• 2019-10
  • 2019-11
  • 2020-03
  • 2020-07
  • 2020-08
  • Hypromellose br Information about the participant s diet was


    Information about the participant's diet was collected using a three day food diary. Parents or participants were asked to record all they ate and drank on three consecutive days (2 weekdays and 1 weekend day). Participants were given written and verbal in-structions to complete the diary and were asked to record the time, type, brand, portion size of all food and drink. At the end of the recording period, the Hypromellose diary was checked for completeness and any clarification of entries was sought from parents of the child participating. These data were analysed using FoodWorks® 7 Pro. From these dietary data, the mean daily energy intakes were calculated and expressed as a percentage of their estimated energy requirement (EER). The age-appropriate Schofield equation was used to predict basal metabolic rate [27] and the physical activity level (PAL) from physical activity diaries (described below) was used to calculate estimated energy requirements. The intake for energy from fat, Hypromellose and protein was assessed against the Acceptable Macronutrient Distribution Range (AMDR) and the mean daily nutrient intake was calculated and expressed as a percent of their age-appropriate estimated average requirement (EAR) [28].
    1.2.3. Physical activity and screen time
    Physical activity was measured via a three-day self-reported diary, using a simplified version of activity dairies as described previously and collected on the same days as the dietary intake diaries [29]. Subjects were given verbal and written instructions with an example of how to complete the diary. At the end of the recording period, the diary was checked with a researcher for completeness and any clarification of recorded activities was sought from parents of the child participating. Each day was divided into 96 15 min intervals and the subjects were asked to record their activities on each day. On completion, these activities were categorised into nine levels according to their average energy costs, representing multiples of their respective metabolic equiva-lents (METs) [30]. Total daily METs values were calculated and averaged over the three days to give a PAL value for each subject. Time spent in daily moderate to vigorous intense activity and screen time daily was averaged across the three days. Results were compared to the recommendations that ‘Children and young peo-ple should accumulate at least 60 min of moderate to vigorous intensity physical activity every day’ and ‘limit their screen time to no more than 2 h per day’ [31].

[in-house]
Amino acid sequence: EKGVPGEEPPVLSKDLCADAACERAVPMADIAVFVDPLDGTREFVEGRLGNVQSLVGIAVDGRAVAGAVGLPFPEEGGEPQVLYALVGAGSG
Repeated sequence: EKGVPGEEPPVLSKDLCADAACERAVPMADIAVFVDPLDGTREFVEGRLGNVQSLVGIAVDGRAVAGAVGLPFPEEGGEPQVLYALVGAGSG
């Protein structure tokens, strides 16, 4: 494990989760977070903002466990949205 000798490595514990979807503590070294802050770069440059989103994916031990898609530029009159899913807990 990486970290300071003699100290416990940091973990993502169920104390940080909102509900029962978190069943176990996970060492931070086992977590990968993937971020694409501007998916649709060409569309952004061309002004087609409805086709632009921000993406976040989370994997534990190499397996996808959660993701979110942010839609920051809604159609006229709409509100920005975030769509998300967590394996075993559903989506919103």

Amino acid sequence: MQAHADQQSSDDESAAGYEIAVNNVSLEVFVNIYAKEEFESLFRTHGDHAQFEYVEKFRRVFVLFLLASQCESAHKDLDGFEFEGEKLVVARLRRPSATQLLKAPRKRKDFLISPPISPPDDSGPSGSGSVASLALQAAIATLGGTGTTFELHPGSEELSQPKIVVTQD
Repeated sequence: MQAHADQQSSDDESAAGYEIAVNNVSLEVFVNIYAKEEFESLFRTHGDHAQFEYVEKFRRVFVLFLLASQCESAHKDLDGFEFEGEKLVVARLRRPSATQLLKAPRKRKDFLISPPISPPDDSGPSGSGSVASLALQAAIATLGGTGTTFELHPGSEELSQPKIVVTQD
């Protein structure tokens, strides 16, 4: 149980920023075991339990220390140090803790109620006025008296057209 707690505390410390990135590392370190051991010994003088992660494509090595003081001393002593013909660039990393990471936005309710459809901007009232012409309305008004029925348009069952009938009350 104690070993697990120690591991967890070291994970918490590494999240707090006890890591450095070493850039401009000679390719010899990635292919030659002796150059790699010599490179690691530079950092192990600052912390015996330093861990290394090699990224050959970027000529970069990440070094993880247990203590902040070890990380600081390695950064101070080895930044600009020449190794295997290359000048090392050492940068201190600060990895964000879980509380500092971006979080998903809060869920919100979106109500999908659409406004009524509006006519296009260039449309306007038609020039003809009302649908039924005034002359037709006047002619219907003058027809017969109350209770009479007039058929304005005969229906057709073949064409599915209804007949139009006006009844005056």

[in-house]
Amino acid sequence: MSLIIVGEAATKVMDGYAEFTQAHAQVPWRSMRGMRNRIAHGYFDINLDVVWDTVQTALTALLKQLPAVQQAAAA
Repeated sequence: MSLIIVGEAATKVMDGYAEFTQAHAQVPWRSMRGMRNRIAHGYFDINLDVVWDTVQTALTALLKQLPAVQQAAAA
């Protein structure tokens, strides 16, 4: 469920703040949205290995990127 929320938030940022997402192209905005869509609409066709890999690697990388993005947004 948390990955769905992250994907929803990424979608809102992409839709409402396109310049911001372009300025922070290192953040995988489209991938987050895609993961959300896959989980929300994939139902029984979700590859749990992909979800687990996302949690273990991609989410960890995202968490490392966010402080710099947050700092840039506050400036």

1.3. Statistical analysis
    Descriptive statistics were used to characterise the CCS. For the dietary and physical activity data, the control subjects did not have dietary intake or physical activity data recorded, so the proportion of the CCS sample who did not meet the physical activity
    guidelines, AMDR and EAR was assessed. The body composition of the CCS and controls were compared using independent t-tests and chi-squared for categorical data. Correlational analysis examined the clinical, dietary and physical activity variables associated with body composition, adjusting for age and sex. When multiple vari-ables were found to be significantly associated to the outcome variables (p < 0.05), a multivariable linear regression model was created, retaining only those predictors that were statistically significant.
    Table 2
    Comparison between body composition of survivors and controls.d,e
    BMI Z score
    Percent fat, % g
    Seventy-four children, adolescents and young adults between 6.5 and 24.7 years were recruited to the study between 2012 and 2014. The participants were treated for cancer during the period of 1995e2011, with the mean age at diagnosis of 4.3 ± 3.8 years and mean time since treatment of 9.4 ± 3.3 years. There were 53 sub-jects diagnosed with a haematological malignancy and 21 subjects with a solid tumour. Subject characteristics are presented in Table 1.
    Anthropometry and body composition results for the CCS and controls are reported in Table 2. There was no significant difference in the mean weight Z-score (p ¼ 0.63) and mean BMI Z-score (p ¼ 0.30) between the CCS and the healthy controls, however the CCS had significantly lower mean height Z-scores than the controls (p ¼ 0.03). According to BMI, 8% were underweight, 67% were normal weight, 23% were overweight and 2% were obese. Ninety-two percent of the matched controls were normal weight and 8% were overweight. There was a significant difference between the BCM of the CCS and the age and sex matched controls, with the CCS having a significantly lower BCMI (p ¼ 0.02) and BCMI Z-score (p ¼ 0.0001). The CCS had a significantly higher %FM (p ¼ 0.002) and FMI (p ¼ 0.003) than the controls. There was no significant difference in the FFMI (p ¼ 0.09) between the CCS and the controls.
    When CCS were separated based on BCMI Z-score into well-nourished and under nourished groups, 59% of CCS were consid-ered under nourished. The only significant difference in clinical, physical activity and dietary variables between the well-nourished and under nourished groups was for PAL, with malnourished sub-jects having a significantly lower PAL (1.39 ± 0.19) than well-